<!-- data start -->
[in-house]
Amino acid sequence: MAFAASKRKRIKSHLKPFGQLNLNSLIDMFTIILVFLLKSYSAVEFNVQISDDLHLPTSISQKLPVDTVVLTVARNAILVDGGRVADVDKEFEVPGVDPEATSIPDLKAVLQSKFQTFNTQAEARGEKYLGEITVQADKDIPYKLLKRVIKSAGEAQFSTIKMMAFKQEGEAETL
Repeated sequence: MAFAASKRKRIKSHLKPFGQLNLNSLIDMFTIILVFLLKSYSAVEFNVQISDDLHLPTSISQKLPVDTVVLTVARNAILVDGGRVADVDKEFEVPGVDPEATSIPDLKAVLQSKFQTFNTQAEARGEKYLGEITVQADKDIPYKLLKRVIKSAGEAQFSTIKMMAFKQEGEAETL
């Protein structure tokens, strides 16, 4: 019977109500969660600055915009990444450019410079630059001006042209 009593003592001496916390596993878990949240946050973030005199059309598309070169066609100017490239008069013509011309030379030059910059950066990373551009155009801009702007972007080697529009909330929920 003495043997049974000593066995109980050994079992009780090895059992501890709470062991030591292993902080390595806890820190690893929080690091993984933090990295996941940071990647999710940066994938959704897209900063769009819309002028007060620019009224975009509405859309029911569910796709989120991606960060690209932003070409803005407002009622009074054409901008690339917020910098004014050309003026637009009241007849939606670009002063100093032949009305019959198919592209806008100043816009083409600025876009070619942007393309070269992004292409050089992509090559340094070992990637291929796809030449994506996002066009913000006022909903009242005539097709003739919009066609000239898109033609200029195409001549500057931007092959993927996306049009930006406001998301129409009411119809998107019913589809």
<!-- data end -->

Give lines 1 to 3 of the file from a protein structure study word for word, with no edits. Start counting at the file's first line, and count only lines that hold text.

[in-house]
Amino acid sequence: MAFAASKRKRIKSHLKPFGQLNLNSLIDMFTIILVFLLKSYSAVEFNVQISDDLHLPTSISQKLPVDTVVLTVARNAILVDGGRVADVDKEFEVPGVDPEATSIPDLKAVLQSKFQTFNTQAEARGEKYLGEITVQADKDIPYKLLKRVIKSAGEAQFSTIKMMAFKQEGEAETL
Repeated sequence: MAFAASKRKRIKSHLKPFGQLNLNSLIDMFTIILVFLLKSYSAVEFNVQISDDLHLPTSISQKLPVDTVVLTVARNAILVDGGRVADVDKEFEVPGVDPEATSIPDLKAVLQSKFQTFNTQAEARGEKYLGEITVQADKDIPYKLLKRVIKSAGEAQFSTIKMMAFKQEGEAETL